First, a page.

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Family and Children's
Resource Program

Vol. 19, No. 1
December 2013

Assessing Families for Permanency: Guidance from Research

Assessing whether a family is the right "forever family" for a child is a critical task for the child welfare system. The stakes are high: if we get it wrong, children who have already experienced trauma will suffer further abandonment and rejection by this "permanent placement." This piles trauma on trauma, which we know can increase the chance children will have long-term impacts on their physical and mental health and well-being (Felitti et al. 1998).

Disruption and Dissolution
Sadly, it is relatively common for permanent placements not to work out. For example, adoptions typically fail in one of two ways:

  • Disruptions occur when children are placed with families who intend to adopt them, but the placement falls apart before the adoption can be legally finalized. It is estimated that 10-25% of adoptive placements for children from foster care disrupt (CWIG, 2012). Those numbers don't include children who disrupt from custody or guardianship placements.
  • Dissolutions occur when adoptions are legally "dissolved" by a court after they have been finalized. Numbers of dissolutions are much harder to track, since children often return to foster care with a new name and social security number. However, studies estimate up to 10% of adoptions of children from foster care end in dissolution (CWIG, 2012).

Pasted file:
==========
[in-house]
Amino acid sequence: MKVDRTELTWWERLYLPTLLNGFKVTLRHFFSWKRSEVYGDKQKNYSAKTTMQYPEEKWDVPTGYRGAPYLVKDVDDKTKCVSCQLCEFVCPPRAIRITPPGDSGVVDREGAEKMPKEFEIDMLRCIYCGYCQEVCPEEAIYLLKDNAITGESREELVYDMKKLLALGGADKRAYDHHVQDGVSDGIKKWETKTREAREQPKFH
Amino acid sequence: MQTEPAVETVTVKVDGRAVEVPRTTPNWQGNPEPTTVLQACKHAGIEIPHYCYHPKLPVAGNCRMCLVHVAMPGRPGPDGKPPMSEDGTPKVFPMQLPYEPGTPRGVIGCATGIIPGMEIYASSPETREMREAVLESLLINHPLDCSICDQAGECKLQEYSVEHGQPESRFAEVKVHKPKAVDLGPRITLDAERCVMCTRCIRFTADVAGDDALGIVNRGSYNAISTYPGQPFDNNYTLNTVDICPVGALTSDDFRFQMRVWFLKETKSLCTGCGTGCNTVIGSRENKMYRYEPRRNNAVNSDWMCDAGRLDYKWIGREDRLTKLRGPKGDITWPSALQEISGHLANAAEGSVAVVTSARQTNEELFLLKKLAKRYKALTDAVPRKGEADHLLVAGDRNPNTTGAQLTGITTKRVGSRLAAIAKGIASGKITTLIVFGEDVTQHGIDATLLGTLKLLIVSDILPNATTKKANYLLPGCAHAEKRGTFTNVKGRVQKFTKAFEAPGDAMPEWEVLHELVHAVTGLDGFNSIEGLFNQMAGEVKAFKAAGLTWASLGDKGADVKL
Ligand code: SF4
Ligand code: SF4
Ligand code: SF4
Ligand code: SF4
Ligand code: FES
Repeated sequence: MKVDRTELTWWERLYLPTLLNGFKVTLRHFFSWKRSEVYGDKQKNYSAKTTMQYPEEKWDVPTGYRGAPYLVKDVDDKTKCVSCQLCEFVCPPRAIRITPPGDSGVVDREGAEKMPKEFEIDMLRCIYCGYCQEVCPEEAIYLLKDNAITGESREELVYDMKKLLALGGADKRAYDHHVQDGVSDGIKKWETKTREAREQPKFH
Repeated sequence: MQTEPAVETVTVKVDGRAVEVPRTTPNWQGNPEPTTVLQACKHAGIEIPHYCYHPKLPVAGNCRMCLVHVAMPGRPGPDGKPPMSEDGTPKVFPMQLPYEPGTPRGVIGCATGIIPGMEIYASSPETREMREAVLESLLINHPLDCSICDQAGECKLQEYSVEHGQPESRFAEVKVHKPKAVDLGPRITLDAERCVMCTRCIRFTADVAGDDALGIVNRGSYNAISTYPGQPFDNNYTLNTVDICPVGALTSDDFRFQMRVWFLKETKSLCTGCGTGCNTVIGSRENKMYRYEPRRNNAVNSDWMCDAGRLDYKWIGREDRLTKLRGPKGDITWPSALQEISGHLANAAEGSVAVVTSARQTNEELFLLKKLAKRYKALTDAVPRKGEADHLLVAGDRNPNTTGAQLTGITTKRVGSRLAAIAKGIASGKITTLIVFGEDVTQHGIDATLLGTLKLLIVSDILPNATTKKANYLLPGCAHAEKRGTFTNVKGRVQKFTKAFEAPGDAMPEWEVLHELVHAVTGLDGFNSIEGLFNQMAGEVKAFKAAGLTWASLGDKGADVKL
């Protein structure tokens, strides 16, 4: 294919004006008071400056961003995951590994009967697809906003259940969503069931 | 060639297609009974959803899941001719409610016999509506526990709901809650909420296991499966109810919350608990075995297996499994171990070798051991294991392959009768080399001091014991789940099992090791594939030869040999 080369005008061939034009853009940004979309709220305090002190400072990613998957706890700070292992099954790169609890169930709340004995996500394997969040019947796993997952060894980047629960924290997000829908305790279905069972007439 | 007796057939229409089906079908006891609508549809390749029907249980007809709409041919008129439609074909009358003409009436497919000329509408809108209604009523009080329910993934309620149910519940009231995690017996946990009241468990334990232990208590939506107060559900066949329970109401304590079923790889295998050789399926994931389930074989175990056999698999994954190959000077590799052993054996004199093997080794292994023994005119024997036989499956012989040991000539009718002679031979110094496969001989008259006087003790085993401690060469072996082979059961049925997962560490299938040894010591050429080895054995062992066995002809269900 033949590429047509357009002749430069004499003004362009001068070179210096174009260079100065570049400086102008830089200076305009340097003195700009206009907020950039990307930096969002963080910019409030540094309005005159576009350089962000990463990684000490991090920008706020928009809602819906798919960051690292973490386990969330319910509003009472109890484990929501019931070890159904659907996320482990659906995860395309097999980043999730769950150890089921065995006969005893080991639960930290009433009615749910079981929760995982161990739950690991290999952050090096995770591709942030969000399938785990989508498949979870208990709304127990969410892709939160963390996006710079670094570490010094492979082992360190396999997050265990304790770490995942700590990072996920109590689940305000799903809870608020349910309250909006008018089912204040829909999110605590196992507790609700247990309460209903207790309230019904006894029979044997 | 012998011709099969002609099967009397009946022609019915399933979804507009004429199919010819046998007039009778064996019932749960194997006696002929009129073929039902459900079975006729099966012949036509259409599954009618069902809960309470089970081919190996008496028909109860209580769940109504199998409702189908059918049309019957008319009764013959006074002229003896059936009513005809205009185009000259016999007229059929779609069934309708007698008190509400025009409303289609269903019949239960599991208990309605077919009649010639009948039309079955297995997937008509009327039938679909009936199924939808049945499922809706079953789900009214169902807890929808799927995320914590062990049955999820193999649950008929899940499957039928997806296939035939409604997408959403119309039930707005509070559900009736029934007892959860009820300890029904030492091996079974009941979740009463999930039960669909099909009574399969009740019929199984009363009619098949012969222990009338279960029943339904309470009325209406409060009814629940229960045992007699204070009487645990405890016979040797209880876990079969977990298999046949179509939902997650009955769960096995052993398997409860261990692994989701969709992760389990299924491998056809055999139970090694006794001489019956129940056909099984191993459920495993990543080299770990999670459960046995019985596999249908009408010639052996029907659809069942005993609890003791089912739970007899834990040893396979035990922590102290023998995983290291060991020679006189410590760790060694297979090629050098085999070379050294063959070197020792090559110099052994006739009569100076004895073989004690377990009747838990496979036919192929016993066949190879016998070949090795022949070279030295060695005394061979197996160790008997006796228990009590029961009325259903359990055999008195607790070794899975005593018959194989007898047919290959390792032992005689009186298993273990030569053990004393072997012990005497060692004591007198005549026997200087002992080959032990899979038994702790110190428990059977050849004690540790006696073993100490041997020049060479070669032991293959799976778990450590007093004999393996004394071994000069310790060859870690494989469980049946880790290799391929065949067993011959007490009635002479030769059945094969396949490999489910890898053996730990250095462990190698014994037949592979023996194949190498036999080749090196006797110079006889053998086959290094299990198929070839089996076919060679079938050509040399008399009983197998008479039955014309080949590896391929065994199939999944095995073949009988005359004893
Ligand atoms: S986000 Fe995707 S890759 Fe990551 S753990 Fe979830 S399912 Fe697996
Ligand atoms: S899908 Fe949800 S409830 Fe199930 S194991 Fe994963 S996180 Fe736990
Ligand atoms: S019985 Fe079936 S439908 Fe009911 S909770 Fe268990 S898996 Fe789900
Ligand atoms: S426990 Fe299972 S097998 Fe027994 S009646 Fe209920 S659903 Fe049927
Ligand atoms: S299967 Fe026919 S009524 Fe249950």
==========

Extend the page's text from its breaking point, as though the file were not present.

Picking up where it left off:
So what can we do during the assessment process to prevent disruptions, dissolutions, and other dead-ends on the road to permanency? Although there are no short-cuts--good assessment is not a "check the box" or an assembly-line process--research about why adoptions fail can help us focus on specific areas when we assess prospective permanent families for children in foster care.

Key Assessment Areas

1. Willingness to Maintain Connections. Honoring and maintaining connections with birth families preserves children's personal histories and maintains their existing attachments in the face of overwhelming change and uncertainty. For this reason, when children are in foster care, North Carolina strongly encourages foster parents and other temporary caregivers to engage in the practice of shared parenting.

Ongoing connections with families of origin can also be desirable in the context of adoption. For example, some studies have shown that children, adoptive parents, and birth parents tend to have better adjustment with open adoptions (CWIG, 2010).

However, the relationship with the birth family becomes more complicated when considering a permanent family. Because our state has closed adoptions, in North Carolina it is entirely up to the adoptive family to decide what contact--if any--the child will have with relatives after the adoption. Similarly, in legal guardianship or custody arrangements DSS has no influence on visitation or contact once the case is closed.

This makes it important to assess the potential permanent family regarding feelings and behaviors related to the birth family. What might shared parenting look like once DSS is no longer involved? For child welfare professionals, facilitating communication between families and mediating those decisions is an important task in the assessment process (CWIG, 2006).

2. Success Coping with Challenges. Adoptive parents face short- and long-term risks related to adoption, so a family's vulnerabilities and resilience need to be included in the mutual assessment process. Some professionals who work in adoptions refer to "post-adoption depression syndrome" (PADS) to describe the feeling of let-down that sometimes follows an adoption after months and years of anticipation (CWIG, 2010). In addition, the realities of parenting--lack of sleep, behavior problems, tedious daily routines--can feel overwhelming and lead people to question their parenting ability and attachment to their child.